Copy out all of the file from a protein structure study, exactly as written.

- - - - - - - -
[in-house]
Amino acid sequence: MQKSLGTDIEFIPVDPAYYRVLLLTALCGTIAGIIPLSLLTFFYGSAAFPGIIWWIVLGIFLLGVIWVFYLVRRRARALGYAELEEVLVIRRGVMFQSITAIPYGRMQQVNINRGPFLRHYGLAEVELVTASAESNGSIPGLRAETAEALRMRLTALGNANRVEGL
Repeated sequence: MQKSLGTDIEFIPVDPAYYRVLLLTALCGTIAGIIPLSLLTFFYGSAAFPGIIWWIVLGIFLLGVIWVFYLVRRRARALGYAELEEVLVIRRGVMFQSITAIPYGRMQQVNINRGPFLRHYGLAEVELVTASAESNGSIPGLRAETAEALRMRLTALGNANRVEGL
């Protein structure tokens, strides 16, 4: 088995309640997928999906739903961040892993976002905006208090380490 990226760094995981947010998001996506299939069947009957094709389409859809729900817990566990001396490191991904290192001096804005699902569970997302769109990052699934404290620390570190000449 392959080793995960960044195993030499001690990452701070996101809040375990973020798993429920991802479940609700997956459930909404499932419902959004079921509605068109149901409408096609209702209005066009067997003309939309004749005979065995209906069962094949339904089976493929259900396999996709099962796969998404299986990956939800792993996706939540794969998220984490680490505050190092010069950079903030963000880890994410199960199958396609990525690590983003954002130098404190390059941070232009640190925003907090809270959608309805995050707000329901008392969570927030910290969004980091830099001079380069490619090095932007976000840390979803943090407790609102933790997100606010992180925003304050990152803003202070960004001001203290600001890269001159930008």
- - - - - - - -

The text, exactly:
[in-house]
Amino acid sequence: MQKSLGTDIEFIPVDPAYYRVLLLTALCGTIAGIIPLSLLTFFYGSAAFPGIIWWIVLGIFLLGVIWVFYLVRRRARALGYAELEEVLVIRRGVMFQSITAIPYGRMQQVNINRGPFLRHYGLAEVELVTASAESNGSIPGLRAETAEALRMRLTALGNANRVEGL
Repeated sequence: MQKSLGTDIEFIPVDPAYYRVLLLTALCGTIAGIIPLSLLTFFYGSAAFPGIIWWIVLGIFLLGVIWVFYLVRRRARALGYAELEEVLVIRRGVMFQSITAIPYGRMQQVNINRGPFLRHYGLAEVELVTASAESNGSIPGLRAETAEALRMRLTALGNANRVEGL
């Protein structure tokens, strides 16, 4: 088995309640997928999906739903961040892993976002905006208090380490 990226760094995981947010998001996506299939069947009957094709389409859809729900817990566990001396490191991904290192001096804005699902569970997302769109990052699934404290620390570190000449 392959080793995960960044195993030499001690990452701070996101809040375990973020798993429920991802479940609700997956459930909404499932419902959004079921509605068109149901409408096609209702209005066009067997003309939309004749005979065995209906069962094949339904089976493929259900396999996709099962796969998404299986990956939800792993996706939540794969998220984490680490505050190092010069950079903030963000880890994410199960199958396609990525690590983003954002130098404190390059941070232009640190925003907090809270959608309805995050707000329901008392969570927030910290969004980091830099001079380069490619090095932007976000840390979803943090407790609102933790997100606010992180925003304050990152803003202070960004001001203290600001890269001159930008």